The west wing is easily one of the best series of all time. It is certainly one of the best written: Aaron SorkinDialogue has never been so witty. It was the show that actually featured his famous walk and talk plans. The rapid-fire repartee is balanced by complex, likable characters and seriously tense storylines at the edge of your seat.
The show isn’t 100% accurate, of course, but it’s still an insightful and entertaining look at the mechanics of the US government. Sorkin and company walk a fine line between drama and real issues without ever getting didactic or overly sentimental. The west wing also stands apart from many movies and shows in that it portrays a president who is a human being if imperfect.
‘In High God’ (S1 E10) – IMDb: 9.1/10
This episode follows publicist CJ Cregg (Allison Janney) as she pushes for hate crime legislation with little support from other members of the administration. Meanwhile, Josh Lyman (Bradley Whitford) fears that the opposition will publish information about Leo (John Spencer) previous treatment for alcohol and Valium abuse. The main storyline, however, belongs to Toby (Richard Schiff), who is called to identify a homeless veteran who died while wearing his coat. Toby uses his presidential connections to arrange a military funeral for the dead man.
Schiff’s performance in this episode is a highlight. He reveals a more vulnerable and empathetic side beneath his grumpy exterior. In particular, he is having a great time with President Bartlett (Martin Sheen) in the Oval Office. After the president berates him for arranging the veteran’s funeral, Toby tells him he’ll do it again.
‘Posse County’ (S3 E22) – IMDb: 9.1/10
The Season 3 finale revolves around Bartlett dealing with a complicated situation involving the fictional State Defense Minister Qumar, who is a known terrorist. It also features one of the series’ most shocking moments, where a budding relationship is cut short by tragedy.
This episode stands out for the candor with which it tackles one of the most controversial aspects of the president’s job: ordering deadly strikes against those considered America’s enemies. Bartlett struggles with his decision and how it conflicts with his sense of himself as an ethical person.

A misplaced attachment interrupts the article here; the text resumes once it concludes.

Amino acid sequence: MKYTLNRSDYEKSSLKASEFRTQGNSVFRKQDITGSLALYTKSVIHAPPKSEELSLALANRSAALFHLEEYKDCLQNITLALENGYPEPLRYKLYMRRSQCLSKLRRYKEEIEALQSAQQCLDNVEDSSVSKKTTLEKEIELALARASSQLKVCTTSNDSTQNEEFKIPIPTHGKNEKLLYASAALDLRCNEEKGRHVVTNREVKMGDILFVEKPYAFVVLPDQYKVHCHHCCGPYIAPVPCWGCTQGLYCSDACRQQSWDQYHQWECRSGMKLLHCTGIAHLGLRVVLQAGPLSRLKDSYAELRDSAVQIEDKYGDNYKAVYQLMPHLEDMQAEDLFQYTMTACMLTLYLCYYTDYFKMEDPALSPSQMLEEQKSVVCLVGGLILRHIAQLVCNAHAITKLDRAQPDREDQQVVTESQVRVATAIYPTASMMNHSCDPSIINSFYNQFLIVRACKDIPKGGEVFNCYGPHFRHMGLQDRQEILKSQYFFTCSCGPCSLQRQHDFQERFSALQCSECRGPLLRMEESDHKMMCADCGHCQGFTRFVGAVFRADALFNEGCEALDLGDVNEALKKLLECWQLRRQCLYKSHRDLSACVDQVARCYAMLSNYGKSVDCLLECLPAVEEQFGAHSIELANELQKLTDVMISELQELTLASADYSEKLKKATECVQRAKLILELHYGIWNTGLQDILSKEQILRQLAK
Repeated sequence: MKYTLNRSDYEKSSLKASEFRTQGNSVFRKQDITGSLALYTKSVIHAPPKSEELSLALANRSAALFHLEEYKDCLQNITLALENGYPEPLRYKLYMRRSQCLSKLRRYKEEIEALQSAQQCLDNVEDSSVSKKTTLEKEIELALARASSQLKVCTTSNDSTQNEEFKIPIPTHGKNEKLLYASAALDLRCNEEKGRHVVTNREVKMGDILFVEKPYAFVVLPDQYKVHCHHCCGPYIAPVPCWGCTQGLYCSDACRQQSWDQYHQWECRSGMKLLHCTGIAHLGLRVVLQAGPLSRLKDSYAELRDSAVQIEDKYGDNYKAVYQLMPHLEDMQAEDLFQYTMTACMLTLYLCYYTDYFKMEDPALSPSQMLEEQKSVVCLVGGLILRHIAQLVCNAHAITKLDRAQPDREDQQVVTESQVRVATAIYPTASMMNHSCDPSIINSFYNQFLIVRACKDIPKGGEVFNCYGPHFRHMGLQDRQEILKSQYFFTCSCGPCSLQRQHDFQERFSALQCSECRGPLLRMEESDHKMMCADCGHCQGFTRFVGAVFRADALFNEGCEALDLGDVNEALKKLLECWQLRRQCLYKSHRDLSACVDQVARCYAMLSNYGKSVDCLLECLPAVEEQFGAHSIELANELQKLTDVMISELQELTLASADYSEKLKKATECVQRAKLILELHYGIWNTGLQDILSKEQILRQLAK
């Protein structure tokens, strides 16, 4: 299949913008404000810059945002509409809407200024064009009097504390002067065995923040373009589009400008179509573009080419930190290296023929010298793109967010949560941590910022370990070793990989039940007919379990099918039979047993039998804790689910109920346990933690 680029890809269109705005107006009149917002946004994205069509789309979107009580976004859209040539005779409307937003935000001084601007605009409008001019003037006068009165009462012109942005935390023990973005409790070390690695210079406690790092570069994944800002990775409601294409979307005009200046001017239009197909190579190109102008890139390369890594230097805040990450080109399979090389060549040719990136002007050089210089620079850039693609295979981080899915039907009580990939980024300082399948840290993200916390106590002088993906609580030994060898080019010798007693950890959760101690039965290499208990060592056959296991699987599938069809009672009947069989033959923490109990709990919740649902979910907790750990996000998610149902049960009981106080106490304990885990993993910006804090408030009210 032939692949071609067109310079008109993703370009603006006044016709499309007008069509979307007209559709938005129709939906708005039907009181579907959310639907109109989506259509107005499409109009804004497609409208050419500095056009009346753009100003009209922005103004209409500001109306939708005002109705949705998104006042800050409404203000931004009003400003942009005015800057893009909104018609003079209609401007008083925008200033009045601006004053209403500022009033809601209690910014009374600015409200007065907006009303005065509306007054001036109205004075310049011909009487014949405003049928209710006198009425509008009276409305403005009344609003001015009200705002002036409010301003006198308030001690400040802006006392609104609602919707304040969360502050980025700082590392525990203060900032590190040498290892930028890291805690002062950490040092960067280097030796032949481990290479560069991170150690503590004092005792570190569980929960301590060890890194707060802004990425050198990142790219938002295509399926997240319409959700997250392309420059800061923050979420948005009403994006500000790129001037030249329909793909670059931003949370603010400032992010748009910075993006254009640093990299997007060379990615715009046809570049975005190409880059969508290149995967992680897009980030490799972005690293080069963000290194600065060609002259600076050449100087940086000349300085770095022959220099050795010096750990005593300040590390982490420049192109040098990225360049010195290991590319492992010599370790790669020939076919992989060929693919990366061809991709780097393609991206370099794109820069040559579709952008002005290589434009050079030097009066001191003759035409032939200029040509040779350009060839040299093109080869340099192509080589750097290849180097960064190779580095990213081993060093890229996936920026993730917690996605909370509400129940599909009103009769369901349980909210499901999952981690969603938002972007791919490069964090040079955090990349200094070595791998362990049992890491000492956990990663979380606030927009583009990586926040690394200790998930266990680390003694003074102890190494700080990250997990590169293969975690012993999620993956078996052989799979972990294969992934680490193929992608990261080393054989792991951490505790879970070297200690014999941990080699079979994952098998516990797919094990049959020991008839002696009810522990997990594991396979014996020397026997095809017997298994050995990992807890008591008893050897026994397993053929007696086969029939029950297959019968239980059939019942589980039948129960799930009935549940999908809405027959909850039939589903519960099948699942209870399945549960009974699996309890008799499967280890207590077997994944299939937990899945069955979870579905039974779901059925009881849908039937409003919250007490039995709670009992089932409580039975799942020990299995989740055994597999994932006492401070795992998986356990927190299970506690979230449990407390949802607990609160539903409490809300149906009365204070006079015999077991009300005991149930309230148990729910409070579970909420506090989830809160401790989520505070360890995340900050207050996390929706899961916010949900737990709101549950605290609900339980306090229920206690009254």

‘Election Day: Part 2’ (S7 E17) – IMDb: 9.1/10
“Election Day: Part 2” is a one-episode punch, delivering two extremes in Santos (jimmy smith) the presidential victory and the death of Leo. Smits shines as the presidential hopeful tackles his new responsibilities, and Alan Alda is also excellent as his tough opponent Arnold Vinick.
The whole story of Santos’ run for president has some interesting parallels to the real-world 2008 election, even though the episode was released years before. Indeed, some of the writers and Smits himself have said that they modeled the character of Santos after barack obama.
“The Supremes” (S5, E17) – IMDb: 9.2/10
Without being the most dramatic episode, The Supremes is politically interesting because it depicts the Bartlett administration’s attempt to appoint a justice to the Supreme Court after the death of a justice. Glenn Close makes a stellar guest appearance, but Josh mostly carries the episode with his wheel and traffic.
At first, he tries to appoint a centrist judge before finally proposing a plan to appoint two conservatives and a liberal. Some people have pointed out similarities between this episode and what happened after Justice died. Antonin Scalia in 2016, where Republicans blocked the nomination of a new judge until after the presidential election.
“Twenty-Five” (S4, E23) – IMDb: 9.2/10
“Twenty Five” is the incendiary Season 4 finale. In the previous episode, Bartlett’s daughter is kidnapped and a manhunt is launched to find her. Inside the White House, the administration is struggling to decide on an action plan. Ultimately, Bartlett invokes the Twenty-Fifth Amendment and hands power over to Republican Speaker of the House Glen Walken (John Goodman).